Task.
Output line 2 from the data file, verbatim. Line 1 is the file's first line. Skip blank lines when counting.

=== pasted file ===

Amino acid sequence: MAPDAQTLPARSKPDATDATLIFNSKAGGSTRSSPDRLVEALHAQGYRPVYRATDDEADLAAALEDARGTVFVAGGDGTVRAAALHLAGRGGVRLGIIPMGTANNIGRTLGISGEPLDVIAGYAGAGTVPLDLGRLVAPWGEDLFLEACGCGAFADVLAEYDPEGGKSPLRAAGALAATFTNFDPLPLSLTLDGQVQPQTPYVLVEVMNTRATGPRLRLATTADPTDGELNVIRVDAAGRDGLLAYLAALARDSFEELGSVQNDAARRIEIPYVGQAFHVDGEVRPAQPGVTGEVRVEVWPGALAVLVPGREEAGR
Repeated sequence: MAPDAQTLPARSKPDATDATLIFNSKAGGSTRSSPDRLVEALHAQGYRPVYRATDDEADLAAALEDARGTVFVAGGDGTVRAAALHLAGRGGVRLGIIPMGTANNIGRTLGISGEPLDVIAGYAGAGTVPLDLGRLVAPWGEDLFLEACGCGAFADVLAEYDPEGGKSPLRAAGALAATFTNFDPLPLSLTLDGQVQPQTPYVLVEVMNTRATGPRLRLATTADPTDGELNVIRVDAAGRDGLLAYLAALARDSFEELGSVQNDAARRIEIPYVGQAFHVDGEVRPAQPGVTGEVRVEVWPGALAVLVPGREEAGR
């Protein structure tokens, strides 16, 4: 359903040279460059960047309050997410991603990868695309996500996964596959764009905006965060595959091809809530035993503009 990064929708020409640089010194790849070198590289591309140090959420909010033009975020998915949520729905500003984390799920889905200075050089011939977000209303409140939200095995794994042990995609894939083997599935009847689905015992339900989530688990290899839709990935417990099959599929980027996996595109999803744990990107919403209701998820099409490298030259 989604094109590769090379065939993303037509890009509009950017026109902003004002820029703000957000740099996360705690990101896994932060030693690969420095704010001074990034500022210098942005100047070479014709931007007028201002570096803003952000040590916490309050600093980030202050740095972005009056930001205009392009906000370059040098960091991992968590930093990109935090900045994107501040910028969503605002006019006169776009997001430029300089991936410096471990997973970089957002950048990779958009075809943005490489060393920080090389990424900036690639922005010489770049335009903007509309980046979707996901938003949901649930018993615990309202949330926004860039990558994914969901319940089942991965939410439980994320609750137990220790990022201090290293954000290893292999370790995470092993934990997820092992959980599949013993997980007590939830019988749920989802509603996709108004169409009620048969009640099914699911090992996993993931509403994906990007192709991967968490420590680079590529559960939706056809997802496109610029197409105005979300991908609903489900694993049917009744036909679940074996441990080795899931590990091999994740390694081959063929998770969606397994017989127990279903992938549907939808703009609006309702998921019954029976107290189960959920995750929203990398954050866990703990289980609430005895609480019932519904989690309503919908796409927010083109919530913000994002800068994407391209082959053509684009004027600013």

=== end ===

Repeated sequence: MAPDAQTLPARSKPDATDATLIFNSKAGGSTRSSPDRLVEALHAQGYRPVYRATDDEADLAAALEDARGTVFVAGGDGTVRAAALHLAGRGGVRLGIIPMGTANNIGRTLGISGEPLDVIAGYAGAGTVPLDLGRLVAPWGEDLFLEACGCGAFADVLAEYDPEGGKSPLRAAGALAATFTNFDPLPLSLTLDGQVQPQTPYVLVEVMNTRATGPRLRLATTADPTDGELNVIRVDAAGRDGLLAYLAALARDSFEELGSVQNDAARRIEIPYVGQAFHVDGEVRPAQPGVTGEVRVEVWPGALAVLVPGREEAGR